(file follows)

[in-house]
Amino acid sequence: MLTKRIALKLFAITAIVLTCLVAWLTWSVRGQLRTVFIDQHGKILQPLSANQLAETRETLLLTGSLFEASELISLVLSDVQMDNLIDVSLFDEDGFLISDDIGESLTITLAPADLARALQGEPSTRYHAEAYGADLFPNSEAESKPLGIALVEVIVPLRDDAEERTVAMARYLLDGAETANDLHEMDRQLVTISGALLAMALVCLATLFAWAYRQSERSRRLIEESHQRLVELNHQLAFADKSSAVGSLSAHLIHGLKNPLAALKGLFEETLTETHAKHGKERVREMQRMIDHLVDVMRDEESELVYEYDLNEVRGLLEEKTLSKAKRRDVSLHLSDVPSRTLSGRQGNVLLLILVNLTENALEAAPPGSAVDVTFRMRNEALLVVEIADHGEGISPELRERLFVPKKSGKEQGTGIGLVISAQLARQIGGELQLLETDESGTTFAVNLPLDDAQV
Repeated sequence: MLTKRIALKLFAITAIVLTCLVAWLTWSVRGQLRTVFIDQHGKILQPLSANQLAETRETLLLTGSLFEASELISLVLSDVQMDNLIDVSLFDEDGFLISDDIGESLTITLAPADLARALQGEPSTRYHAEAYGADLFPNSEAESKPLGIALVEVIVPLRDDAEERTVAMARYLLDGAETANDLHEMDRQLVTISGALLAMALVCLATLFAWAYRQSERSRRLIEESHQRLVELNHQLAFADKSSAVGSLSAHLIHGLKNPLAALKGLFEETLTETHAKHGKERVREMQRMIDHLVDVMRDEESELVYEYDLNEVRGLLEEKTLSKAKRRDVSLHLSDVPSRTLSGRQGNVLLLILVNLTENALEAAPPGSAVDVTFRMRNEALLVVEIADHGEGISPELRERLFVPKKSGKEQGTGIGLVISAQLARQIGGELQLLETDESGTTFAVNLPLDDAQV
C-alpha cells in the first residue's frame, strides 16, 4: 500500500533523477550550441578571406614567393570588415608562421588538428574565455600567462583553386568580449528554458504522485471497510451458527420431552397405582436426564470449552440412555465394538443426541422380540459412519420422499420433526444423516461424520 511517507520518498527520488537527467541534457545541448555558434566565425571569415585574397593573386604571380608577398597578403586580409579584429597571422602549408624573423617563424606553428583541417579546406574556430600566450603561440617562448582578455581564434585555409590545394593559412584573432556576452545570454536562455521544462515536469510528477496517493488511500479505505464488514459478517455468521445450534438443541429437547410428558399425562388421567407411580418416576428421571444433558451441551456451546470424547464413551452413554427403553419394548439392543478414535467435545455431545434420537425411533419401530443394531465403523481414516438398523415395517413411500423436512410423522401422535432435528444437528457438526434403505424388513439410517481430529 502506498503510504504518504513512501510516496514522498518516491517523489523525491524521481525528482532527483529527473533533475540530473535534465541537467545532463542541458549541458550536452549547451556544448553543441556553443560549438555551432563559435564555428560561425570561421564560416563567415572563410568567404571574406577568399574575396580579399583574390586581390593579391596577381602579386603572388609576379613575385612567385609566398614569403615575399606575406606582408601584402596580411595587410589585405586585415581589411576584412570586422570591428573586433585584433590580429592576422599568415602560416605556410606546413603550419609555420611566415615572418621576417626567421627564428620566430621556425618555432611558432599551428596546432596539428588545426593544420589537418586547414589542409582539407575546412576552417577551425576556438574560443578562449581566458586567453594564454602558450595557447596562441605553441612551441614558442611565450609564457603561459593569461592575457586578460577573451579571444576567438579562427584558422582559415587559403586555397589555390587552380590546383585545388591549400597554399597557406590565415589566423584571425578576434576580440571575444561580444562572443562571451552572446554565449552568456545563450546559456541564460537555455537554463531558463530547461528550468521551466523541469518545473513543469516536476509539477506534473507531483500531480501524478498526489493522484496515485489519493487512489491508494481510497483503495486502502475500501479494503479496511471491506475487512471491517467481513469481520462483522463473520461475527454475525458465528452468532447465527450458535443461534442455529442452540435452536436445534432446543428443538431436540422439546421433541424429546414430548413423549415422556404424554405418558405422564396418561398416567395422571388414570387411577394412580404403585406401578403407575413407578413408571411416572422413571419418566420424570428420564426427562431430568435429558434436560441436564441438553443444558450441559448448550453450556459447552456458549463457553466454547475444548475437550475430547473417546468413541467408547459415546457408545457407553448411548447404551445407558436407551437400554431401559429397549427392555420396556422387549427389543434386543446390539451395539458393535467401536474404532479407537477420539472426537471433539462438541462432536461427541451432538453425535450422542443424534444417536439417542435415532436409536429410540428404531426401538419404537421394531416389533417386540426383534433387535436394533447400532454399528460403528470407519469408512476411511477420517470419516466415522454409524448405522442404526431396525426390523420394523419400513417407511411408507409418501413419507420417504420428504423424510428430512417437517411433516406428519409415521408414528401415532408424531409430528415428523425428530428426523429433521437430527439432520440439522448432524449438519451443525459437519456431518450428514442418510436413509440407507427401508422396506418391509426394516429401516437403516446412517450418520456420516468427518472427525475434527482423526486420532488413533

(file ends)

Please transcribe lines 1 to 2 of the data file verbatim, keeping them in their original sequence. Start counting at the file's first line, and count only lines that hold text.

[in-house]
Amino acid sequence: MLTKRIALKLFAITAIVLTCLVAWLTWSVRGQLRTVFIDQHGKILQPLSANQLAETRETLLLTGSLFEASELISLVLSDVQMDNLIDVSLFDEDGFLISDDIGESLTITLAPADLARALQGEPSTRYHAEAYGADLFPNSEAESKPLGIALVEVIVPLRDDAEERTVAMARYLLDGAETANDLHEMDRQLVTISGALLAMALVCLATLFAWAYRQSERSRRLIEESHQRLVELNHQLAFADKSSAVGSLSAHLIHGLKNPLAALKGLFEETLTETHAKHGKERVREMQRMIDHLVDVMRDEESELVYEYDLNEVRGLLEEKTLSKAKRRDVSLHLSDVPSRTLSGRQGNVLLLILVNLTENALEAAPPGSAVDVTFRMRNEALLVVEIADHGEGISPELRERLFVPKKSGKEQGTGIGLVISAQLARQIGGELQLLETDESGTTFAVNLPLDDAQV